Clearly, that dialogue pisses me off now, but for a while, it really got to me. I had an amazing childhood. I know that I’m one of the ones that was blessed to never have experienced serious trauma or abuse that I could name as the foundation for my mental illness – so dialogue like that made me feel really invalidated. I wanted to blame someone, anyone. I tried to blame bad friends and my ex for mental health, but none those people caused the chemical imbalances in my brain. Sure, they weren’t beneficial for my recovery, but they didn’t give me this illness. There were even moments when I told my ex he was the reason for my depression/panic disorder. If you’ve kept up with this blog at all you know that he absolutely did not help those things, he did put me through some trauma, but it was completely unfair of me to say that – no matter how shitty of a person he was toward me. In those moments, it gave me an out to not have to deal with my mental illness. As long as I was thinking about him, I could push the blame onto him rather than taking responsibility for not doing all the things I had learned in therapy & not being true to myself.

And this is not me blaming the victim!! This is not me saying if you’re getting the shit kicked out of you that you’re not allowed to feel depressed. No, absolutely not. This is me saying that people on these platforms need to be talking about the wins and losses even after the triggers go away. Validating the entire process – because mental health is just as valid when the triggers are staring you in the face as when you can’t even identify what your triggers are.

For so long, I’ve been on this journey just trying to get people to understand that anxiety and depression is not something I wake up and choose to have. Even more important, we’re all on a journey that no one can replicate, match, or really understand every aspect of. So, if you’re still in the part of your journey where there’s resentment and anger in your heart because you have a mental illness & it’s easier to blame someone – I get that. I totally was there, but it wasn’t a healthy place to be advocating from on a platform. But, we’re in a world in which some people still don’t understand that people can’t just wake up and not feel anxious. Some people don’t understand that I can’t just roll out of bed and not feel depressed – so creating a narrative that mental illness comes and goes as easy as the douchey guys and bitchy girls from your 20s does nothing to validate this community.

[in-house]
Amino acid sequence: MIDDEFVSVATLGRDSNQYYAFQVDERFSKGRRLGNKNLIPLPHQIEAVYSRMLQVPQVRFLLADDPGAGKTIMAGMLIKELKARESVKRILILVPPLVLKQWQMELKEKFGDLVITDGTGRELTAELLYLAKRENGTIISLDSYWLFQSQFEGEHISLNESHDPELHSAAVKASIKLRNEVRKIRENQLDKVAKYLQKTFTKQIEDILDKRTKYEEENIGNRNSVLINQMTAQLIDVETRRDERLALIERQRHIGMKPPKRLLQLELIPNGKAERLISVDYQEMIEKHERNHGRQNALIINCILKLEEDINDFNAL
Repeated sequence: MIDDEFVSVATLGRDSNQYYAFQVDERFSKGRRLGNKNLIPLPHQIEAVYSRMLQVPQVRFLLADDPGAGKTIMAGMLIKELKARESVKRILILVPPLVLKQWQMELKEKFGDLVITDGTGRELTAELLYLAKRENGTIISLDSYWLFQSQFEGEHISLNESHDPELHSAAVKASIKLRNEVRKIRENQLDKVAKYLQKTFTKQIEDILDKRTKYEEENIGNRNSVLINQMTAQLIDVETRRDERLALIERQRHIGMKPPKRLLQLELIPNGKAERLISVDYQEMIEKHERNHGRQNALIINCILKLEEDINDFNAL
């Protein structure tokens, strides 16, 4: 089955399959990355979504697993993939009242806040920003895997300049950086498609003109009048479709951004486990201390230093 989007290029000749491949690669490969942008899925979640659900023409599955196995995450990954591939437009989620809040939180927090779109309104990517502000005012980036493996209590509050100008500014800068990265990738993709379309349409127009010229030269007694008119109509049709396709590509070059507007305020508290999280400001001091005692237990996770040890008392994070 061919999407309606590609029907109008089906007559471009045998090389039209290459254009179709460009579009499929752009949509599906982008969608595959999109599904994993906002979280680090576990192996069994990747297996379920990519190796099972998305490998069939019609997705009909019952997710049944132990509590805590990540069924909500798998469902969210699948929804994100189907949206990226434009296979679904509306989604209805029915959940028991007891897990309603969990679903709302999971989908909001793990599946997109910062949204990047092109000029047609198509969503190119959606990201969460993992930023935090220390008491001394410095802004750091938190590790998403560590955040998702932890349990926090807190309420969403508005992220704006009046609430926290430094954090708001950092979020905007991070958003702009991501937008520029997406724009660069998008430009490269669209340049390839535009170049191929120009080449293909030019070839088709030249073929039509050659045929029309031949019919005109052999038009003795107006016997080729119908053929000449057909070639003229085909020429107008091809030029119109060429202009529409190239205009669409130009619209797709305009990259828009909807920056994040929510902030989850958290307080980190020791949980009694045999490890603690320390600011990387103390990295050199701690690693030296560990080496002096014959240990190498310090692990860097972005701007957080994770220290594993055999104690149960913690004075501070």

Here’s my point: Share your story and normalize mental health always. But, if you’re going to get online and preach about to a lot of followers about positive thinking , keeping it real, and being an ally…. you have to be willing to take hold of mental health by the horns (yours, mine, everyone around you). Be the Hercules, in that situation. There’s no right or wrong way to do this. We’re all fucking up all of the time – I promise.

Biggest thing is that as someone with a mental illness, I have the ability to relate to someone. That experience can either be a positive or a negative one. I control that with what I write online, what I post, and even what I repost. Is my content always positive? No. Do I make mistakes and have areas where I need growth? Of course. But, if someone is going to relate to me because of diagnoses that they share with me, I want it to be because they see someone who’s struggled just as much as they have/are and who’s constantly working to get better. I want them to see someone who doesn’t really have any trauma or abuse to pin my mental illnesses on and felt invalidated for a while, but finally found footing in this community. I want them to relate to me because I am taking my anxiety, depression, and panic disorder in my own hands – as a part of who I am, but not something that defines me. You feel me?

So, watch what your posting. Think of the angry little girls that are reading it and might be getting the wrong idea. Spread love and positivity. Most importantly, be your unapologetic self and the internet (and world) will reward you for it. THAT’S my rant of the day. I feel better.

Thanks for all the love! Comments, questions, concerns? Hit me up on any of my socials @emydblog for Insta, Twitter, and FB. Or, you can email me ( to chat as well – I’d love to connect with you!